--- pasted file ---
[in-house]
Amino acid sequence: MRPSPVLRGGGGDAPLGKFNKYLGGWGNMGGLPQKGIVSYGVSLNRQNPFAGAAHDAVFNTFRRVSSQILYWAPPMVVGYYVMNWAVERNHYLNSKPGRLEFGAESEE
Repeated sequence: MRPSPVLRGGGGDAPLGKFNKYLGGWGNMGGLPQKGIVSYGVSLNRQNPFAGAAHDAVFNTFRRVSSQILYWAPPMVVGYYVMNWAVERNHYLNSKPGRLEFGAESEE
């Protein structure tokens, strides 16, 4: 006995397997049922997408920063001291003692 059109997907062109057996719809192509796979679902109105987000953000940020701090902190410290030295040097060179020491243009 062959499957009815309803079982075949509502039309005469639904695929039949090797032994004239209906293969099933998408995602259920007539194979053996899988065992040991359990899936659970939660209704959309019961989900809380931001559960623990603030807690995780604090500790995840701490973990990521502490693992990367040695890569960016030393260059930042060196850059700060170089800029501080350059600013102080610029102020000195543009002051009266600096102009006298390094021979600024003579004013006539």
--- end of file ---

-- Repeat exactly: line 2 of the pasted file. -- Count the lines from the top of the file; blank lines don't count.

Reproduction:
Amino acid sequence: MRPSPVLRGGGGDAPLGKFNKYLGGWGNMGGLPQKGIVSYGVSLNRQNPFAGAAHDAVFNTFRRVSSQILYWAPPMVVGYYVMNWAVERNHYLNSKPGRLEFGAESEE